Reset Yourself

This is something I also have personal experience with and realized about myself before I learned others actually also do for better sleep.

Most people force themselves to stay in bed and hope they’ll get tired and fall asleep. But you soon find out that the more you force it the harder it gets.

I hated it when I laid there and couldn’t sleep. I would be in bed for 2 hours and still not asleep. My mom called it having an active mind.

So what did I do? When I went to bed and 10 minutes have passed and I didn’t feel tired or sleepy, I got up and started writing. 

Working on Unwind Therapies helped me sort of get all my thoughts out and also made me feel productive because I was working on something I’m pursuing as a career. 

This is how I was able to reset myself.

Anxiety Tip #2 :

If you don’t fall asleep within 20 to 30 minutes, get up and go to a different room.

You can do some light yoga, meditate, or read a book. Just try to stay away from anything electronic or you might stay up even longer.

Try Taking Anxiety and Stress Supplements

Supplements can be a great alternative to relieve anxiety and stress before bed. Check out our list of top 10 Natural Supplements that Fight Anxiety!

Magnesium supplements gummies are a great example, especially since most of us are deficient in this calming mineral.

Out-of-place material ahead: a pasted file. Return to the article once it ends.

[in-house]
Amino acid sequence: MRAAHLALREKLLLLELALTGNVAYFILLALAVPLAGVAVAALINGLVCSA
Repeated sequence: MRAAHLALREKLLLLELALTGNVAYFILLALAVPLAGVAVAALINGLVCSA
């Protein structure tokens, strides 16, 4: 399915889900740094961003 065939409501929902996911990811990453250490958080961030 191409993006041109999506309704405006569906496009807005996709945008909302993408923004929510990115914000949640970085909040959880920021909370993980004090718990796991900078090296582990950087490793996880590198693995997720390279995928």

But my favorite supplement “Stress Fighter” has many benefits including fighting anxiety and helping you get better sleep.

Definitely check our REBL Jane the company responsible for such an amazing product!

Write it Down

The second thing I most promote is journaling. It’s such a great tool to use for managing anxiety.

Story Time!

My mom is a perfectionist and even though I’m not one per se, some of her perfectionist characteristics live in me.

This perfectionist side of me shows itself when I’m working on this blog. It causes me worries and anxieties every now and again.

But blogging has totally helped me when it comes to sleep. To me writing a new post feels like a journal entry, It helps me clear up my mind and focus it on something productive.

I especially use it on those nights when my mind is off its rails

I tell my mind, you are not keeping me up tonight. And if you are we are working, dammit!

If anxiety is what is keeping you up, my logical brain is telling me that managing your anxiety is the solution to your sleepless nights.

So try journaling or a planner (Habit tracker is a perfect example of one) even writing a few things to do the next morning.

Try Out The "Breathe" Anxiety Workbook

Let me know if any of these tips helped you, and also check out the “Breathe” anxiety workbook above.

It has everything you need to get started with managing anxiety through journaling.